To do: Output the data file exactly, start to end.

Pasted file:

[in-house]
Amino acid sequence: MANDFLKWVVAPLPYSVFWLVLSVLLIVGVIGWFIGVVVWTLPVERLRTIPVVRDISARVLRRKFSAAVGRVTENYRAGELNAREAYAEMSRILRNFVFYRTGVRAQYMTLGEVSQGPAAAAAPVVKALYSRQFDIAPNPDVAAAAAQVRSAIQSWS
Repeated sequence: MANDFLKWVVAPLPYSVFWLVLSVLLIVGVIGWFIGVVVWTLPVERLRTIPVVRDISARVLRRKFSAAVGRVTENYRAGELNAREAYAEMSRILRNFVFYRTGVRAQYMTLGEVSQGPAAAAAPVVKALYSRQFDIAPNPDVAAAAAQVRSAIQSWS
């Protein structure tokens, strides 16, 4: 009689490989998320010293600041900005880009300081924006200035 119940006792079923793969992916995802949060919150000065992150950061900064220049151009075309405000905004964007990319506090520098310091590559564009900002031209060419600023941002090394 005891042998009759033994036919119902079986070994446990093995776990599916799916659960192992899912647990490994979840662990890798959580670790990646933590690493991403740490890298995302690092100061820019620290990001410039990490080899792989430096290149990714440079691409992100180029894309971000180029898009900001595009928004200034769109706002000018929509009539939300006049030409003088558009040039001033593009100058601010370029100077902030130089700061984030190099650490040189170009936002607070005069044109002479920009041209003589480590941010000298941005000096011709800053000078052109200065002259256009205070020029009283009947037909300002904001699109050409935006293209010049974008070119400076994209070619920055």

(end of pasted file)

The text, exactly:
[in-house]
Amino acid sequence: MANDFLKWVVAPLPYSVFWLVLSVLLIVGVIGWFIGVVVWTLPVERLRTIPVVRDISARVLRRKFSAAVGRVTENYRAGELNAREAYAEMSRILRNFVFYRTGVRAQYMTLGEVSQGPAAAAAPVVKALYSRQFDIAPNPDVAAAAAQVRSAIQSWS
Repeated sequence: MANDFLKWVVAPLPYSVFWLVLSVLLIVGVIGWFIGVVVWTLPVERLRTIPVVRDISARVLRRKFSAAVGRVTENYRAGELNAREAYAEMSRILRNFVFYRTGVRAQYMTLGEVSQGPAAAAAPVVKALYSRQFDIAPNPDVAAAAAQVRSAIQSWS
């Protein structure tokens, strides 16, 4: 009689490989998320010293600041900005880009300081924006200035 119940006792079923793969992916995802949060919150000065992150950061900064220049151009075309405000905004964007990319506090520098310091590559564009900002031209060419600023941002090394 005891042998009759033994036919119902079986070994446990093995776990599916799916659960192992899912647990490994979840662990890798959580670790990646933590690493991403740490890298995302690092100061820019620290990001410039990490080899792989430096290149990714440079691409992100180029894309971000180029898009900001595009928004200034769109706002000018929509009539939300006049030409003088558009040039001033593009100058601010370029100077902030130089700061984030190099650490040189170009936002607070005069044109002479920009041209003589480590941010000298941005000096011709800053000078052109200065002259256009205070020029009283009947037909300002904001699109050409935006293209010049974008070119400076994209070619920055």